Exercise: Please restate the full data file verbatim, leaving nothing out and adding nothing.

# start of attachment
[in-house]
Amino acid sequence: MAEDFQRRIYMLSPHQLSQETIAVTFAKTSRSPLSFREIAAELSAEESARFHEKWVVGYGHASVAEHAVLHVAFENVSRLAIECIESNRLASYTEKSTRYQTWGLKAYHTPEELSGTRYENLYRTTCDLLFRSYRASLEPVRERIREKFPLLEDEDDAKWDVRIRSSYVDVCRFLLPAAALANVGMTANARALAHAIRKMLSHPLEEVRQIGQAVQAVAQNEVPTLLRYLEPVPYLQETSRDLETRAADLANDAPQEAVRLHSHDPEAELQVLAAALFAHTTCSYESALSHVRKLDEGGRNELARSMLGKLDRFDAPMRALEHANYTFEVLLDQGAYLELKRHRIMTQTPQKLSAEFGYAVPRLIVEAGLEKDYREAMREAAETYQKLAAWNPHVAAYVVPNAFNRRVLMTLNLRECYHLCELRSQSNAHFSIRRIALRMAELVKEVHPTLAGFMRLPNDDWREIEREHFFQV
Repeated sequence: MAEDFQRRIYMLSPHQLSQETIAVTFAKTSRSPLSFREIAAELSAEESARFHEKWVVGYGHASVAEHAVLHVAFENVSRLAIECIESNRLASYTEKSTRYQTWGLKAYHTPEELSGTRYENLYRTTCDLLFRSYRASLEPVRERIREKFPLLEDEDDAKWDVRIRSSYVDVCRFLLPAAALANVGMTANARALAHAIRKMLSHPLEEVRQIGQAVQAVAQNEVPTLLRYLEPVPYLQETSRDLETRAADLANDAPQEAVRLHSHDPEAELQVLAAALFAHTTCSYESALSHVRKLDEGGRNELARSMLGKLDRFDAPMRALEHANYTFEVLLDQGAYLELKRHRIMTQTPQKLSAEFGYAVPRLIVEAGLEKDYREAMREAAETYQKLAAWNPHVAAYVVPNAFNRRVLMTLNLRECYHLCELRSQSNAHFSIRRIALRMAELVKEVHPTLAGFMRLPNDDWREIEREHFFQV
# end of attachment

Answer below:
[in-house]
Amino acid sequence: MAEDFQRRIYMLSPHQLSQETIAVTFAKTSRSPLSFREIAAELSAEESARFHEKWVVGYGHASVAEHAVLHVAFENVSRLAIECIESNRLASYTEKSTRYQTWGLKAYHTPEELSGTRYENLYRTTCDLLFRSYRASLEPVRERIREKFPLLEDEDDAKWDVRIRSSYVDVCRFLLPAAALANVGMTANARALAHAIRKMLSHPLEEVRQIGQAVQAVAQNEVPTLLRYLEPVPYLQETSRDLETRAADLANDAPQEAVRLHSHDPEAELQVLAAALFAHTTCSYESALSHVRKLDEGGRNELARSMLGKLDRFDAPMRALEHANYTFEVLLDQGAYLELKRHRIMTQTPQKLSAEFGYAVPRLIVEAGLEKDYREAMREAAETYQKLAAWNPHVAAYVVPNAFNRRVLMTLNLRECYHLCELRSQSNAHFSIRRIALRMAELVKEVHPTLAGFMRLPNDDWREIEREHFFQV
Repeated sequence: MAEDFQRRIYMLSPHQLSQETIAVTFAKTSRSPLSFREIAAELSAEESARFHEKWVVGYGHASVAEHAVLHVAFENVSRLAIECIESNRLASYTEKSTRYQTWGLKAYHTPEELSGTRYENLYRTTCDLLFRSYRASLEPVRERIREKFPLLEDEDDAKWDVRIRSSYVDVCRFLLPAAALANVGMTANARALAHAIRKMLSHPLEEVRQIGQAVQAVAQNEVPTLLRYLEPVPYLQETSRDLETRAADLANDAPQEAVRLHSHDPEAELQVLAAALFAHTTCSYESALSHVRKLDEGGRNELARSMLGKLDRFDAPMRALEHANYTFEVLLDQGAYLELKRHRIMTQTPQKLSAEFGYAVPRLIVEAGLEKDYREAMREAAETYQKLAAWNPHVAAYVVPNAFNRRVLMTLNLRECYHLCELRSQSNAHFSIRRIALRMAELVKEVHPTLAGFMRLPNDDWREIEREHFFQV